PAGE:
The committee in charge of overseeing state compliance with the Convention for the Elimination of All Forms of Discrimination Against Women (CEDAW) concluded its latest round of meetings, pressing all eight delegations under review on their abortion policies even though the treaty is silent on the subject. Dominica, Armenia, Haiti, Cameroon, Libya, Rwanda, Germany and Guatemala were each questioned on the issue when the committee met in Geneva last month.
In what has become standard practice for the CEDAW committee, members attempted to forge links between high maternal mortality figures and illegal or clandestine abortion in order to pressure states to change their laws.
Committee members pressed Rwanda to hold public debates on its abortion laws and asked if there were any plans related to abortion for girls. The Rwandan representative fired back, “Maybe we are caring more for those who are living now than about planning to kill babies-to-come.”
Prior to the meeting, the committee sent written questions to delegations and asked Cameroon to account for how they have implemented CEDAW’s previous recommendations to “review the abortion law and increase access to, and availability of, contraception.” In its written response, the government of Cameroon chastised the committee for attempting to “elevate” abortion to the rank of a human right.
In addition to Cameroon and Rwanda, Haiti and Guatemala were also specifically told to review and amend their laws regarding abortion in the committee’s concluding recommendations.
Abortion is not mentioned in the treaty and CEDAW committee members maintain officially that the treaty is abortion-neutral, but delegations often go along with the committee’s line of questioning on abortion by providing data and answering queries on the subject during their reviews with the understanding that the questions are not based upon obligations of the treaty, but on committee members’ personal interpretations of treaty.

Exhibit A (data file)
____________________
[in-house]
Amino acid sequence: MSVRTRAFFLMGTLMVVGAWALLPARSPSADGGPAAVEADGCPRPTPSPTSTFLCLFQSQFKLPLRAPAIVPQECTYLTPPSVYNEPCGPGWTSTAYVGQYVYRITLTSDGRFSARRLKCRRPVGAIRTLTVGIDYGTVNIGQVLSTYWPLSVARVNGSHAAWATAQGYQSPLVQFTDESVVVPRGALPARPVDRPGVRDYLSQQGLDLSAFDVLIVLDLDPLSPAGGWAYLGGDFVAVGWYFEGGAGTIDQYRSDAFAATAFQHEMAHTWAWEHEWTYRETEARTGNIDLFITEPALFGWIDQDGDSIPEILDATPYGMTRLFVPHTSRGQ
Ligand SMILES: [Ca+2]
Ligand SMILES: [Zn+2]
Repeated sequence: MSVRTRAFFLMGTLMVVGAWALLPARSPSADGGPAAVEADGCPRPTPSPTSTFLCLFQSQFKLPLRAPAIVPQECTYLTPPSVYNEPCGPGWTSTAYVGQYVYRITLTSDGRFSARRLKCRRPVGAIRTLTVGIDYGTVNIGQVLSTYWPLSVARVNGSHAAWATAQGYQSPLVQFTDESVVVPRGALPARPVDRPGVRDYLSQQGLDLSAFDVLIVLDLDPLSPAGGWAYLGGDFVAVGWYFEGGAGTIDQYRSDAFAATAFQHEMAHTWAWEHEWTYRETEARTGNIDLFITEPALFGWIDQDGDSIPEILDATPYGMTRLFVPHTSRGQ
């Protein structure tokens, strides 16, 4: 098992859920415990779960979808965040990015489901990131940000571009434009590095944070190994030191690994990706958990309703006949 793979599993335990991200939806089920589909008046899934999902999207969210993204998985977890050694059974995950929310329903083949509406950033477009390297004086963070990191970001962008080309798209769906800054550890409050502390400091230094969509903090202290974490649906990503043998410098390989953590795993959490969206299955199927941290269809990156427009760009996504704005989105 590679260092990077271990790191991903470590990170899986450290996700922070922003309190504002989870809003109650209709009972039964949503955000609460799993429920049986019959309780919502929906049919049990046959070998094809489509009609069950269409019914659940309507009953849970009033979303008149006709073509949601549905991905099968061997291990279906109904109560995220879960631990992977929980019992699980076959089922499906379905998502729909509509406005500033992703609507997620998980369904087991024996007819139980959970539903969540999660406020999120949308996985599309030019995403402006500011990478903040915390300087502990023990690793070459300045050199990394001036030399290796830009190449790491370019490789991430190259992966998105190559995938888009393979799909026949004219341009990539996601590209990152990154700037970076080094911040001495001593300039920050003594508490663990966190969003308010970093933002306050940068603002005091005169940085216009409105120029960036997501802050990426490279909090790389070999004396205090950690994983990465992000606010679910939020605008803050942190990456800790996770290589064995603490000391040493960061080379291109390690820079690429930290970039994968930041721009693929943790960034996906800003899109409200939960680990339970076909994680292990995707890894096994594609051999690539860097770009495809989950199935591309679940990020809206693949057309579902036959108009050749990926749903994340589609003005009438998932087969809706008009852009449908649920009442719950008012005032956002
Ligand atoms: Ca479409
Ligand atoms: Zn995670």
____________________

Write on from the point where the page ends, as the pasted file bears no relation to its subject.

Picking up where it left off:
While the committee claims neutrality on abortion, the committee has taken it upon itself to reinterpret this hard-law treaty to include abortion in the treaty’s provision which calls for a right to health. For further evidence one need look no further than the recently-released CEDAW committee annual report which details the reviews of 16 countries in 2008. Nine of those countries were pressed to liberalize or amend their abortion laws. In the case of Slovakia, the CEDAW committee went further and criticized the state for protecting the right of health care workers to object to performing abortions as a matter of conscience.
As one of the only a handful remaining countries that has not ratified CEDAW, the United States (US) has come under increasing pressure to do so. New US President Barack Obama has already indicated that he would push for ratification. Proponents of US ratification, like pro-abortion US Senator Barbara Boxer, remain adamant that abortion is not part of CEDAW, despite evidence that CEDAW committee members think otherwise.
The CEDAW committee will next meet in New York in July to review Argentina, Azerbaijan, Bhutan, Denmark, Guinea Bissau, Lao People’s Democratic Republic, Japan, Liberia, Spain, Switzerland, Timor L’Este and Tuvalu. Of those countries, four have already been sent preliminary queries regarding abortion.